The team concludes that a more likely explanation is deliberate placement of dead bodies by these early hominins. 

Some experts have suggested other ways to account for the accumulation. Science quotes Curtis Marean of Arizona State University speculating that the fossils could be much more recent than the research team suggests: "If they date to the last 300,000 years, then it is plausible that early modern humans killed them and stashed them in the cave as part of a ritual.”

In either scenario, what the researchers accept is that deliberate placement of a set of dead bodies is likely meaningful. National Geographic agrees and makes a further inference: "Disposal of the dead brings closure for the living, confers respect on the departed, or abets their transition to the next life. Such sentiments are a hallmark of humanity."

And this is where caution starts being expressed. The New York Times distinguishes placing bodies in a particular place from fully modern burial rites: "Some of the scientists referred to the practice as a ritualized treatment of their dead, but by 'ritual' they said they meant a deliberate and repeated practice, not necessarily a kind of religious rite."

Lead scientist Berger seems more ready to acknowledge that the "repeated practice" seen at the cave cannot be so arbitrarily separated from later practices accepted to have meaning, saying:

"We are going to have to contemplate some very deep things about what it is to be human. Have we been wrong all along about this kind of behaviour that we thought was unique to modern humans? Did we inherit that behaviour from deep time and is it something that (the earliest humans) have always been able to do?"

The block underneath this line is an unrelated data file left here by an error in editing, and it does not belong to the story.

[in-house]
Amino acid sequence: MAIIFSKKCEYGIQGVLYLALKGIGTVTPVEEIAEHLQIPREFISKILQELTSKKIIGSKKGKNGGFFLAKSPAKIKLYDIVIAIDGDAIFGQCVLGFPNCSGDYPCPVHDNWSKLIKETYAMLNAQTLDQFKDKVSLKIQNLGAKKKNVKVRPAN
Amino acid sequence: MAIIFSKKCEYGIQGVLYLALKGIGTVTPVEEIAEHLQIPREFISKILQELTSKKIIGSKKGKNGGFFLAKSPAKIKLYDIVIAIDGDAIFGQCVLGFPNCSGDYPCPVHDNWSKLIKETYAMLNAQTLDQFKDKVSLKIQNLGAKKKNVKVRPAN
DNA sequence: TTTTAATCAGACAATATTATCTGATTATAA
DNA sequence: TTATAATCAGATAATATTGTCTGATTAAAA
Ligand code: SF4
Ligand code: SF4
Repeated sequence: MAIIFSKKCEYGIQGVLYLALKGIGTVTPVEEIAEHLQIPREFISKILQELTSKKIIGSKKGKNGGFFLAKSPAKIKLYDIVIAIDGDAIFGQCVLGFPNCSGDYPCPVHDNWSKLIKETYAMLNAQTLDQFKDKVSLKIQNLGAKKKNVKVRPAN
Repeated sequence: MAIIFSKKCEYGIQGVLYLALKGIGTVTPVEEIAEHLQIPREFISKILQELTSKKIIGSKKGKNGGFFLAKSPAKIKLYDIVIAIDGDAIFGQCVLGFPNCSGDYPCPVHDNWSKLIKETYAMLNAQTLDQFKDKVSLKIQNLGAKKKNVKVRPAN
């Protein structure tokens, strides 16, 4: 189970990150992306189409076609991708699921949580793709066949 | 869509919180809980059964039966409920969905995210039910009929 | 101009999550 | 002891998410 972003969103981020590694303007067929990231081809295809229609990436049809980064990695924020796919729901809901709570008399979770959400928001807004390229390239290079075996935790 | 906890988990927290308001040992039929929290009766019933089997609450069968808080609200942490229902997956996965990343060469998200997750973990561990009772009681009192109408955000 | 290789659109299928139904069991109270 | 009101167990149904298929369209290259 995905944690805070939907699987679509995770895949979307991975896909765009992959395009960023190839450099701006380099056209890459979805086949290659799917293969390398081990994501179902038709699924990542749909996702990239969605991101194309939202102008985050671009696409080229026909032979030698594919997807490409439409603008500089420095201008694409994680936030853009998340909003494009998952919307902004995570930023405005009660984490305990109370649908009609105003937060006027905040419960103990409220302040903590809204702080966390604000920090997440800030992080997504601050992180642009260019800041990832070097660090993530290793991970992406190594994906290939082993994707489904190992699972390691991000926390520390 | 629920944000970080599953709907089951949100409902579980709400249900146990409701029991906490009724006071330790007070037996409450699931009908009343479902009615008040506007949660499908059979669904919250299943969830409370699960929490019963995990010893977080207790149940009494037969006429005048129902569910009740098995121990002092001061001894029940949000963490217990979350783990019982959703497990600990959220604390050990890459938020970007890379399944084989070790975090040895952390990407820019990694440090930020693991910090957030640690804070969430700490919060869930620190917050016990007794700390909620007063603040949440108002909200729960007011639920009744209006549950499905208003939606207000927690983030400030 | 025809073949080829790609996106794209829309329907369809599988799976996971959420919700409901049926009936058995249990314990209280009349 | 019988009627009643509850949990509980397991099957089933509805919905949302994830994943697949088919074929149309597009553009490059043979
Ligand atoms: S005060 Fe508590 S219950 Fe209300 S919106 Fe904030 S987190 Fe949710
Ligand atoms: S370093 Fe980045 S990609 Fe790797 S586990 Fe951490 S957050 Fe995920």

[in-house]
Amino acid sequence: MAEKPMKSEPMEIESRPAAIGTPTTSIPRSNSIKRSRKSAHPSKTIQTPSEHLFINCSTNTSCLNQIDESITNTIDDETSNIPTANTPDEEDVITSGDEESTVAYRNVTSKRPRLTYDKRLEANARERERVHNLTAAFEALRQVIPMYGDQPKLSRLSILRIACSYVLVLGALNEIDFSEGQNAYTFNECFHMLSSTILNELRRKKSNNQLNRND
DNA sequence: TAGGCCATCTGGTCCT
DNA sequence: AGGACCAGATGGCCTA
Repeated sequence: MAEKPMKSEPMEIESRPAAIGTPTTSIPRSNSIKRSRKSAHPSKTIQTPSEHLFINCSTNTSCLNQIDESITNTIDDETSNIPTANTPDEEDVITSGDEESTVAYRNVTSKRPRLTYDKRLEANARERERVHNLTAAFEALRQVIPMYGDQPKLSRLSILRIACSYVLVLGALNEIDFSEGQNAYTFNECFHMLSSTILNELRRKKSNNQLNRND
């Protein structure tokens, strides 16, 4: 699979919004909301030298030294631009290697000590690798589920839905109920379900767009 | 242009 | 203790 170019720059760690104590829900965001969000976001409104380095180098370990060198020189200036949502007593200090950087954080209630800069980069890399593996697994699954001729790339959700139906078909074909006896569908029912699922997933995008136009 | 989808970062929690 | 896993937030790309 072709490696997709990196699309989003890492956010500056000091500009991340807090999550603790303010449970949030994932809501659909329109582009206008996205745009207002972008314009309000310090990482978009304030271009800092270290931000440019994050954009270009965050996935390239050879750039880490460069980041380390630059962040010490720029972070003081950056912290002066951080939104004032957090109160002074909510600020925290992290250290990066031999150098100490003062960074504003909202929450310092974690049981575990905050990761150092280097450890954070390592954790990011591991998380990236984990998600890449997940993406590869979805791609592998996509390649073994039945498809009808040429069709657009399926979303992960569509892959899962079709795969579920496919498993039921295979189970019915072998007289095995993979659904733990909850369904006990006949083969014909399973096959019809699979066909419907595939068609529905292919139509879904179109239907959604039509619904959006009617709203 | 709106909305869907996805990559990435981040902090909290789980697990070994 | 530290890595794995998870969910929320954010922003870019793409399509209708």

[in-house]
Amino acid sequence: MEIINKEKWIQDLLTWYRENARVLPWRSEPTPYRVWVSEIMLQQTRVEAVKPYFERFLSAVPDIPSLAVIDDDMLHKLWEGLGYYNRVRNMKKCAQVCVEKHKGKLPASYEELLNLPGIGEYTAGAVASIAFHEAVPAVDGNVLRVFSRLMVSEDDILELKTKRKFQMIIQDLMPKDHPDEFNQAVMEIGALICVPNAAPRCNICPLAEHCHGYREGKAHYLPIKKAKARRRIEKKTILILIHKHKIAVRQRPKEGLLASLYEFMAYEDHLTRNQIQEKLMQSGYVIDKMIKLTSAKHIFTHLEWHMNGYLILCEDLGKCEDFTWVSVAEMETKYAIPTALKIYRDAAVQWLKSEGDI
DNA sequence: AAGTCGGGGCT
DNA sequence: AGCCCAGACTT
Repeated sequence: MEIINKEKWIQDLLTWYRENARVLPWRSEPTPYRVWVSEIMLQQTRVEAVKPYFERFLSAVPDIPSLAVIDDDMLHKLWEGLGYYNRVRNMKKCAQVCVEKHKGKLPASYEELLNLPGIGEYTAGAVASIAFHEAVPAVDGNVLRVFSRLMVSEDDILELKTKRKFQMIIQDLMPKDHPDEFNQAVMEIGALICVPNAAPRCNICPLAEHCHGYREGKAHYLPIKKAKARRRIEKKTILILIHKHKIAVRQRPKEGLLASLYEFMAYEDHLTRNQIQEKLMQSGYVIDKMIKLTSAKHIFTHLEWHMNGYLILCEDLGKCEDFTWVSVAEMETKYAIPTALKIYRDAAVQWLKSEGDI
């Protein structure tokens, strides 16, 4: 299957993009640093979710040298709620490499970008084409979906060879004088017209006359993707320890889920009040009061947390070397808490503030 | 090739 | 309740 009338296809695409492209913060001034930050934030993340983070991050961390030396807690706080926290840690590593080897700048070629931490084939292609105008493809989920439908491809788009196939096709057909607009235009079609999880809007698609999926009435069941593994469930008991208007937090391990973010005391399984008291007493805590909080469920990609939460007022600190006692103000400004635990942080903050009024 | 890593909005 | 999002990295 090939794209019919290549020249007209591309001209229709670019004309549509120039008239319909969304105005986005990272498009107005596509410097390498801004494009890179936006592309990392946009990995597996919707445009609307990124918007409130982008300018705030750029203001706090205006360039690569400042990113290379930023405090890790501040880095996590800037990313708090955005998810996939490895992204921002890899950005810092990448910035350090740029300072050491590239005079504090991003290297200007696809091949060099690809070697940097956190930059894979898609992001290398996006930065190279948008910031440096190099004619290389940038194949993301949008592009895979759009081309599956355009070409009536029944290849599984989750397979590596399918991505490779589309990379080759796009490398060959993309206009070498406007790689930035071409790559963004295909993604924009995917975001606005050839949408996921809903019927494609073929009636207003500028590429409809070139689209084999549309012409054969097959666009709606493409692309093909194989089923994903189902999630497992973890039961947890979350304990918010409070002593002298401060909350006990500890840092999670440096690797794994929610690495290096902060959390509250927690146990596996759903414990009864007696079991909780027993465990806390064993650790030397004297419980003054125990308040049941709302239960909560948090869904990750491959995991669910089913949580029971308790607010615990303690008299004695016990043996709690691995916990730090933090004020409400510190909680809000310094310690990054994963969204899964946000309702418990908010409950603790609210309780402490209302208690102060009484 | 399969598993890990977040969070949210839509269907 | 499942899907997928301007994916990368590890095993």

What is tripping us up is our equation of awareness of mortality and how contemporay religions deal with this awareness. Rather than start with ritual, we might consider the awareness of loss that fuels mourning. We needn't imagine that the entire complexity of a modern religion existed to accept that ancient hominins shared a human capacity for mourning the dead.

That kind of sensibility of loss arguably is shown by non-human animals, like chimpanzees, today. Is it such a radical step from carrying the body of a deceased loved one around while mourning the loss, to placing that body somewhere specific when the loss is finally acknowledged and accepted? If chimpanzees have such impulses, why should we deny the possibility in early members of our own genus?

In some ways, the possible ritualized treatment of the dead distracts attention from the main promise of having a population of early hominins to study. The BBC quotes Berger:

"We are going to know when its children were weaned, when they were born, how they developed, the speed at which they developed, the difference between males and females at every developmental stage from infancy, to childhood to teens to how they aged and how they died."

That will be the real payoff. Not a mystery to solve, but a history to resolve. But that history will need to take into account many things we struggle to maintain as distinctively human.

Giving up our tenacious desire to be very different will be a necessary first step to understanding our species as emergent from our past, not transcendent over it.